William Shakespeare’s Hamlet: An Examination Of Ophelia And Gertrude Essay Samples

Type of paper: Essay

Topic: Hamlet, Shakespeare, Family, Women, Love, Relationships, Life, Parents

Pages: 6

Words: 1650

Published: 2020/10/22

Despite the fact that the world depicted in William Shakespeare’s Hamlet is unequivocally a masculine world, the female characters Ophelia, the lover Hamlet, the prince of Denmark and the male protagonist, and Gertrude, Ophelia’s mother, are significant characters and contribute to the meaning of the play as a whole. These female protagonists retain significance because the males portrayed in the play do not fully understand them. Prototypical tragic heroes are often ascribed a brand of masculinity that is predicated on and constructed around a plethora of fears and anxieties regarding maternal corporeality. Indeed, both Ophelia and Gertrude are complex characters that pose various obstacles to Hamlet and the other male characters, thereby rendering them largely unreadable. Gender identity and porous nature of gender boundaries must be understood as wholly nuanced. Nonetheless, both Gertrude and Ophelia clearly belong to a patriarchal world in which they retain very minimal political, economic, and social clout, yet they still exercise a degree of influence over their male counterparts. Indeed, both Ophelia and Gertrude, despite being stripped of real power in the public sphere, nonetheless profoundly affected the actions carried out and the decisions made by the tragic hero, Hamlet.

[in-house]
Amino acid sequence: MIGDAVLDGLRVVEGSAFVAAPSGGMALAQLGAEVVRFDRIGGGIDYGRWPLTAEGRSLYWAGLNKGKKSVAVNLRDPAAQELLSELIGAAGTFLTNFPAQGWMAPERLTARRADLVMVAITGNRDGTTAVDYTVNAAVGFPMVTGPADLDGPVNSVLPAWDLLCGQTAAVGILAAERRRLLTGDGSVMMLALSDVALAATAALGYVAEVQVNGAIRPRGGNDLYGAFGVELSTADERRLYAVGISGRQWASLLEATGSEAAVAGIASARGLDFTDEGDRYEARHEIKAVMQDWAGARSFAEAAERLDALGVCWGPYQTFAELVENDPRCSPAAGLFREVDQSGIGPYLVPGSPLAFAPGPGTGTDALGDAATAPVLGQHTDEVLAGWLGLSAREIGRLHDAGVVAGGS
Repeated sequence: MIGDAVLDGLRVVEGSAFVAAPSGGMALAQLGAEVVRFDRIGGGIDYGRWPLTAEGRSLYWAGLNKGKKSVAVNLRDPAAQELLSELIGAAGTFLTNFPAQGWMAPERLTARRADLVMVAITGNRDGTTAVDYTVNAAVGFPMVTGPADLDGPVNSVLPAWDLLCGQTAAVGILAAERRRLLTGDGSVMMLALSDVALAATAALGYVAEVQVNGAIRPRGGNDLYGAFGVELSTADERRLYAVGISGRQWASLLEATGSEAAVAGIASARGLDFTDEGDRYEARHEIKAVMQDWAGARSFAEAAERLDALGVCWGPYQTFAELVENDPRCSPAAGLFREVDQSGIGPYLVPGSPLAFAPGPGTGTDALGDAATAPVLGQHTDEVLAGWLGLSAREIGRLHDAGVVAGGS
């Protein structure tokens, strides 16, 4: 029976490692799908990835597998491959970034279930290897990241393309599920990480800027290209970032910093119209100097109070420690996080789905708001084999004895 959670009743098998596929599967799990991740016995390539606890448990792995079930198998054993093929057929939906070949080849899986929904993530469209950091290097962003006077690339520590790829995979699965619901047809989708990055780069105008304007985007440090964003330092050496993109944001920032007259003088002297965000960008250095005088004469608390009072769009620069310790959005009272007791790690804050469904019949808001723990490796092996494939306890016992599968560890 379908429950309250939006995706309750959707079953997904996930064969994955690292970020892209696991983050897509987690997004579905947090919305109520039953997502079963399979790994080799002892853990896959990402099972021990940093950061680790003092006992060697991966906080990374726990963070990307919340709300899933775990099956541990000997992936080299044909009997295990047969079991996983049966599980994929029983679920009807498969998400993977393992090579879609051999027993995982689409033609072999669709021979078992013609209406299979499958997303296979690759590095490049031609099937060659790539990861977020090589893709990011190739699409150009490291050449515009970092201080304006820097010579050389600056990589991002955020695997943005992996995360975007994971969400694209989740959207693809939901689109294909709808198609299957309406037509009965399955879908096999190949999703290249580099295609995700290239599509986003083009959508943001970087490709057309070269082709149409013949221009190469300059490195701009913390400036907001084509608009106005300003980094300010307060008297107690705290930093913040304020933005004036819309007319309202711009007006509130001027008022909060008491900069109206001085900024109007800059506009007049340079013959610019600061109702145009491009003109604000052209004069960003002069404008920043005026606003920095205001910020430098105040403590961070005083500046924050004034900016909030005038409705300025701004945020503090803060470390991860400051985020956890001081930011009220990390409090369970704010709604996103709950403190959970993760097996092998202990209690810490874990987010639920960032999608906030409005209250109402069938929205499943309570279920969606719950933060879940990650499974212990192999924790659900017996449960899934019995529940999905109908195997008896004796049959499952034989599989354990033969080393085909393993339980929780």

Gertrude lacks the resolve that most of the male characters have in this world that Shakespeare depicts once her husband extirpates ad she decides to marry Claudius, her former husband’s brother. Because Gertrude was the wife of the late king, it is clear that Claudius merely used Gertrude in order to procure political clout and become the new king of Denmark. The celerity with which Gertrude remarried suggests that marriage functioned as a political bond rather than one based on romance and emotional affection. Moreover, it indicates that Gertrude lacked the willpower to deny her former husband’s brother marriage so that he could procure political power. Indeed, Gertrude appears to lack resolve and strength to chafe against the patriarchal strictures that define the world in which she lives. Hamlet articulates his dissatisfaction with Gertrude’s second marriage because of its incestuous nature and because of how disrespectful it was to her late husband. Hamlet declares “Frailty, thy name is woman,” thereby conveying his simmering displeasure that resulted in a generalization and/stereotypical conclusion about the fundamental natures of the female sex (Act 1.2 146).Indeed, Gertrude’s remarriage suggests that she depends on a male patriarch in her life both for guidance and security and evinces a general weakness and lack of autonomy and sovereignty over her own life. Her lack of strength retains a moral dimension, as she never mourns the death of her husband prior to marrying Claudius. Security unequivocally supersedes moral gumption for Gertrude.